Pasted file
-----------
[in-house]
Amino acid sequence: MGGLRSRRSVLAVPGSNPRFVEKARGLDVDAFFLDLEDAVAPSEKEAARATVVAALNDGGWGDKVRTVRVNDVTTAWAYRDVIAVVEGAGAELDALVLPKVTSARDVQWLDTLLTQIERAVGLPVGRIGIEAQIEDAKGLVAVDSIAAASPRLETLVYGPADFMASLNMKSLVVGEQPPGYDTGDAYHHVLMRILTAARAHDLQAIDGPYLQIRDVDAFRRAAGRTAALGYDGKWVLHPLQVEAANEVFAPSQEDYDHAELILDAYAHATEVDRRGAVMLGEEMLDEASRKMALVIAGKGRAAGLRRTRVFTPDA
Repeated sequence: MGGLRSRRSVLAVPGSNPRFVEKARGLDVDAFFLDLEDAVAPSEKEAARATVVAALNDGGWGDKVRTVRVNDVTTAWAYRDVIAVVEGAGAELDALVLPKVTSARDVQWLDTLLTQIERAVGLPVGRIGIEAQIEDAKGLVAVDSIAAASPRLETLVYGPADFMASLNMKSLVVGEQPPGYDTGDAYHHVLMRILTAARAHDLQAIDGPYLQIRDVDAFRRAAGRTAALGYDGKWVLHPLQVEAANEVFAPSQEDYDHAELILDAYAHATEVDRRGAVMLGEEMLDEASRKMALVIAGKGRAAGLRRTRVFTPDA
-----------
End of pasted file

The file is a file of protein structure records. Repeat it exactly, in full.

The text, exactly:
[in-house]
Amino acid sequence: MGGLRSRRSVLAVPGSNPRFVEKARGLDVDAFFLDLEDAVAPSEKEAARATVVAALNDGGWGDKVRTVRVNDVTTAWAYRDVIAVVEGAGAELDALVLPKVTSARDVQWLDTLLTQIERAVGLPVGRIGIEAQIEDAKGLVAVDSIAAASPRLETLVYGPADFMASLNMKSLVVGEQPPGYDTGDAYHHVLMRILTAARAHDLQAIDGPYLQIRDVDAFRRAAGRTAALGYDGKWVLHPLQVEAANEVFAPSQEDYDHAELILDAYAHATEVDRRGAVMLGEEMLDEASRKMALVIAGKGRAAGLRRTRVFTPDA
Repeated sequence: MGGLRSRRSVLAVPGSNPRFVEKARGLDVDAFFLDLEDAVAPSEKEAARATVVAALNDGGWGDKVRTVRVNDVTTAWAYRDVIAVVEGAGAELDALVLPKVTSARDVQWLDTLLTQIERAVGLPVGRIGIEAQIEDAKGLVAVDSIAAASPRLETLVYGPADFMASLNMKSLVVGEQPPGYDTGDAYHHVLMRILTAARAHDLQAIDGPYLQIRDVDAFRRAAGRTAALGYDGKWVLHPLQVEAANEVFAPSQEDYDHAELILDAYAHATEVDRRGAVMLGEEMLDEASRKMALVIAGKGRAAGLRRTRVFTPDA